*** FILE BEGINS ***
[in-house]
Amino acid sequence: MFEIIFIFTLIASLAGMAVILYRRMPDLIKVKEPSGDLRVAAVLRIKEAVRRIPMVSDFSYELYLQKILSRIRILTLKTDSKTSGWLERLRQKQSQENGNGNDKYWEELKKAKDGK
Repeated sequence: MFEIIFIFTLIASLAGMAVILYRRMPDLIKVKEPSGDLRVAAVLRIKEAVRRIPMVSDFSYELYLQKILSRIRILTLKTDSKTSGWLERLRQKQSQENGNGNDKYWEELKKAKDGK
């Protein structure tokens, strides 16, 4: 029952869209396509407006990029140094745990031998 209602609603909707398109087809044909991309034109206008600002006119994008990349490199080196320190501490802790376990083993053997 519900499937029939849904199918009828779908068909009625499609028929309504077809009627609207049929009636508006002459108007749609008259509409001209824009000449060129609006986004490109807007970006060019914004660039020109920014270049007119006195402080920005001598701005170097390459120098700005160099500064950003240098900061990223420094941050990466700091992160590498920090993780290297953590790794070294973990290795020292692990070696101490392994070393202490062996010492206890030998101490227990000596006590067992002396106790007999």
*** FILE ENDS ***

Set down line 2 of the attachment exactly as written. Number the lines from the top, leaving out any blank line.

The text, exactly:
Amino acid sequence: MFEIIFIFTLIASLAGMAVILYRRMPDLIKVKEPSGDLRVAAVLRIKEAVRRIPMVSDFSYELYLQKILSRIRILTLKTDSKTSGWLERLRQKQSQENGNGNDKYWEELKKAKDGK